Companion planets can increase old worlds' chance at life

Aug 01, 2014 by Peter Kelley
For certain ancient planets orbiting smaller, older stars, the gravitational influence of an outer companion planet might generate enough energy through tidal heating to keep the closer-in world habitable even when its own internal fires burn out. But what would such a planet look like on its surface? Here, UW astronomer Rory Barnes provides a speculative illustration of a planet in the habitable zone of a star about the size of the sun. “The star would appear about 10 times larger in the sky than our sun, and the crescent is not a moon but a nearby Saturn-sized planet that maintains the tidal heating,” Barnes notes. “The sky is mostly dark because cool stars don’t emit much blue light, so the atmosphere doesn’t scatter it.” Credit: Rory Barnes, University of Washington

(Phys.org) —Having a companion in old age is good for people—and, it turns out, might extend the chance for life on certain Earth-sized planets in the cosmos as well.

Planets cool as they age. Over time their molten cores solidify and inner heat-generating activity dwindles, becoming less able to keep the world habitable by regulating carbon dioxide to prevent runaway heating or cooling.

But astronomers at the University of Washington and the University of Arizona have found that for certain about the size of our own, the gravitational pull of an outer companion planet could generate enough heat—through a process called —to effectively prevent that internal cooling, and extend the inner world's chance at hosting life.

UW astronomer Rory Barnes is second author of a paper published in the July issue of the Monthly Notices of the Royal Astronomical Society. The lead authors are graduate student Christa Van Laerhoven and planetary scientist Richard Greenberg at the University of Arizona.

Tidal heating results from the gravitational push and pull of the outer companion planet on its closer-in neighbor, Barnes said. The effect happens locally, so to speak, on Jupiter's moons Io and Europa. The researchers showed that this phenomenon can take place on exoplanets—those outside the solar system—as well.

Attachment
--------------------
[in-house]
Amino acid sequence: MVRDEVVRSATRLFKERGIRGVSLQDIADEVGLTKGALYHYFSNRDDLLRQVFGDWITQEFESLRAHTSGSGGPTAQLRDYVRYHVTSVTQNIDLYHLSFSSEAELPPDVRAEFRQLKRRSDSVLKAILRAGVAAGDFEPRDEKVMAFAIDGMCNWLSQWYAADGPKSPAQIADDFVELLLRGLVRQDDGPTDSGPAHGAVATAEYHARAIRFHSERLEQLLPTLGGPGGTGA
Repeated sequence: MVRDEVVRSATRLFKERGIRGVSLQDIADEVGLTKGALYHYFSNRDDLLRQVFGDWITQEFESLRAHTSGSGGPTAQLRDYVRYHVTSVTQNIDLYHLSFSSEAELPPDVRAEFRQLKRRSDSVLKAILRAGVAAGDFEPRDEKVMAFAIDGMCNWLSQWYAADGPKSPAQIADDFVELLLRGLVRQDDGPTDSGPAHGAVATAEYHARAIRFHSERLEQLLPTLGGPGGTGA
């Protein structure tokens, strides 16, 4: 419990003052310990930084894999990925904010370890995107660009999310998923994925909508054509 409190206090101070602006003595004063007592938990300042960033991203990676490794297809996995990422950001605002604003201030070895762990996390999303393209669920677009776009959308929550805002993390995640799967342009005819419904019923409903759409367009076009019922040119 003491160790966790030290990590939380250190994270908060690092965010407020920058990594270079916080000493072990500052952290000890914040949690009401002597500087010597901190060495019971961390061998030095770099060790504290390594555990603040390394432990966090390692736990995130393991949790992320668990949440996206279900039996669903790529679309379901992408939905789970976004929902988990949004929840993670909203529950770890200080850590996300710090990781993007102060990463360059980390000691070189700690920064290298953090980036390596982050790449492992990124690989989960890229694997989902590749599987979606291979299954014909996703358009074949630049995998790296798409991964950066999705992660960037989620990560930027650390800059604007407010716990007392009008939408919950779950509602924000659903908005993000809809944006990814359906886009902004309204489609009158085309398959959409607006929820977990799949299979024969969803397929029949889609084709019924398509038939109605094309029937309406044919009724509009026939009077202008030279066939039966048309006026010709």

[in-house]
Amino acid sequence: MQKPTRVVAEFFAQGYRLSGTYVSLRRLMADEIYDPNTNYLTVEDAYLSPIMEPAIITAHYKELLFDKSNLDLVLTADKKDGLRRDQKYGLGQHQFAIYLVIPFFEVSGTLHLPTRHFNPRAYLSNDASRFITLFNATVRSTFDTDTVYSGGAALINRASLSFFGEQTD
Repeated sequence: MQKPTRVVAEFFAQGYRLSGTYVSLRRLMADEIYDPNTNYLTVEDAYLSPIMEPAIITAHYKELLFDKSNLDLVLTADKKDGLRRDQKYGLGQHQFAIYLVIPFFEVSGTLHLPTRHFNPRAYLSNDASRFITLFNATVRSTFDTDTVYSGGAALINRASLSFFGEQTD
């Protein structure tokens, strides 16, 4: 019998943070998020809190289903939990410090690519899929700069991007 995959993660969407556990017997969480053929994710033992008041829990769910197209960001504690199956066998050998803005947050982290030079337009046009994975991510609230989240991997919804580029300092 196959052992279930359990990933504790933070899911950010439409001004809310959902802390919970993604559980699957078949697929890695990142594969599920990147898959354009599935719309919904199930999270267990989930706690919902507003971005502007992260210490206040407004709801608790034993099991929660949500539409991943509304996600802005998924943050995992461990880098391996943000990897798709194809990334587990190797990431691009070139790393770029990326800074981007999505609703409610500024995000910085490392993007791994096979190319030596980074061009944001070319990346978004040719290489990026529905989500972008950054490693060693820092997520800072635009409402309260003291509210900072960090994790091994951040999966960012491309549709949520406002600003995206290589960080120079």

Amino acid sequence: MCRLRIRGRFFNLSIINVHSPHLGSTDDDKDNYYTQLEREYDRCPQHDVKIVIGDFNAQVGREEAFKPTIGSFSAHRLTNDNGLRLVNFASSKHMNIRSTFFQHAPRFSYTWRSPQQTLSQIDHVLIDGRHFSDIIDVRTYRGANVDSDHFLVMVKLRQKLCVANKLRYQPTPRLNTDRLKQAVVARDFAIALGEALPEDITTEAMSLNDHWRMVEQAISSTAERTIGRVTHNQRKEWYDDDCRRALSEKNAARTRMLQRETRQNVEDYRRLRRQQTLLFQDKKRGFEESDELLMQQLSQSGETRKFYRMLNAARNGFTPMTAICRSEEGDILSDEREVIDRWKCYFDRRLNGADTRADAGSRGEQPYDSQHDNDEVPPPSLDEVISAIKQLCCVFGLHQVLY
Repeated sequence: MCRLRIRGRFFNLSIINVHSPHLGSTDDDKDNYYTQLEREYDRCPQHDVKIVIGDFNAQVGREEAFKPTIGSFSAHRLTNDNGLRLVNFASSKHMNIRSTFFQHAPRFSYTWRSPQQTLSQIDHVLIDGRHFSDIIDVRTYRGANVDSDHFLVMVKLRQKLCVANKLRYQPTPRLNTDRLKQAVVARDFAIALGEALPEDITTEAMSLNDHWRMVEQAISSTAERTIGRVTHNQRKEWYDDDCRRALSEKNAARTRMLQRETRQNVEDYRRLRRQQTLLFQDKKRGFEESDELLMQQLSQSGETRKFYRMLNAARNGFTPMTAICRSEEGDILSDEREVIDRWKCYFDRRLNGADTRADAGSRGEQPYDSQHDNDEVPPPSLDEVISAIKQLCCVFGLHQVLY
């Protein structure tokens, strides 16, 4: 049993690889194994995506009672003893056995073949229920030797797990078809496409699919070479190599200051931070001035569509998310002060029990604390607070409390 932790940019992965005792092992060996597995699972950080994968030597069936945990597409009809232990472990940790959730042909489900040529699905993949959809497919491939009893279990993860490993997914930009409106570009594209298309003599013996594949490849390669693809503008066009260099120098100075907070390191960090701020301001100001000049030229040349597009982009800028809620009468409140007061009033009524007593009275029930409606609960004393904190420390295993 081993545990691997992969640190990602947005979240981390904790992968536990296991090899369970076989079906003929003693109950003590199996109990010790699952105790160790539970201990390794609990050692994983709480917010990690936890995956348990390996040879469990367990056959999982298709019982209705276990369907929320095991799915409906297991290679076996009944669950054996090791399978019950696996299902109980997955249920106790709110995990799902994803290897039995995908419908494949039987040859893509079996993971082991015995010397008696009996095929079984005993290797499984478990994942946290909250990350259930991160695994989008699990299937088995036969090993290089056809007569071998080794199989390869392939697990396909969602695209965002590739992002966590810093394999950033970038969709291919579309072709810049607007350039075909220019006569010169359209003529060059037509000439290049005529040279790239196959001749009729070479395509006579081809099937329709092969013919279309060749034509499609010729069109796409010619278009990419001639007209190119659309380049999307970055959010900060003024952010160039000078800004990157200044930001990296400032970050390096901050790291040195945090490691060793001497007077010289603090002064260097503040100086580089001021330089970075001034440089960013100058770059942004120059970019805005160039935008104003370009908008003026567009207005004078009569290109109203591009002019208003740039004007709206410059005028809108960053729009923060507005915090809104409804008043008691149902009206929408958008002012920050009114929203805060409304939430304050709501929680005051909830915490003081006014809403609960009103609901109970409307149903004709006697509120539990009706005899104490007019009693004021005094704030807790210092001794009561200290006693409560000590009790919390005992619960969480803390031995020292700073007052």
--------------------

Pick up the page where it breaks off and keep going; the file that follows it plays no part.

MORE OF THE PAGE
Using computer models, the researchers found the effect can occur on older Earth-sized planets in noncircular orbits in the of low-mass stars, or those less than one-quarter the mass of the Sun. The habitable zone is that swath of space around a star just right to allow an orbiting rocky planet to sustain liquid water on its surface, thus giving life a chance.

"When the planet is closer to the star, the gravitational field is stronger and the planet is deformed into an American football shape. When farther from the star, the field is weaker and the planet relaxes into a more spherical shape," Barnes said. "This constant flexing causes layers inside the planet to rub against each other, producing frictional heating."

The outer planet is necessary, Barnes added, to keep the potentially habitable planet's orbit noncircular. When a planet's orbit is circular, the from its host star is constant, so its shape never changes, and there is no tidal heating.

And so, the researchers conclude, any discoveries of Earth-sized planets in the habitable zone of old, small stars should be followed by searches for outer companion planets that might improve the inner world's chance at hosting life.

The combined effect of the ancient planet's own tectonics and tidal heating generated by the outer companion, Barnes said, might allow such planets to host some of the longest-lived surface habitats in the universe.

"Perhaps in the distant future, after our sun has died out, our descendants will live on worlds like these."

Explore further: Ancient worlds could be kept 'alive' by gravitational nudges

More information: Tides, planetary companions, and habitability: habitability in the habitable zone of low-mass stars, MNRAS (July 1, 2014) 441 (3): 1888-1898. mnras.oxfordjournals.org/content/441/3/1888

The complete paper is also available on Arxiv: arxiv.org/pdf/1401.7221v1.pdf

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Scroofinator
1.7 / 5 (3) Aug 01, 2014
But astronomers at the University of Washington and the University of Arizona have found that for certain planets about the size of our own, the gravitational pull of an outer companion planet could generate enough heat—through a process called tidal heating—to effectively prevent that internal cooling, and extend the inner world's chance at hosting life.

How does this apply to Mars? It didn't seem to help that planet at all.
Nik_2213
5 / 5 (4) Aug 01, 2014
"...certain planets about the size of our own."

Mars is much smaller. Total surface area is close to Earth's *land* area.
Torbjorn_Larsson_OM
5 / 5 (1) Aug 02, 2014
@Scroofinator: It doesn't. Jupiter is too far out to affect Mars much, as witnessed by the intermediate asteroid debris disk that doesn't get scattered by Jupiter (or Mars). See above on how it applies to the tidal zone of Jupiter (Io and Europa).

That is why they looked at a) smaller stars with often closer planet orbits and b), as Nik notes, large enough planets that the effects would help.

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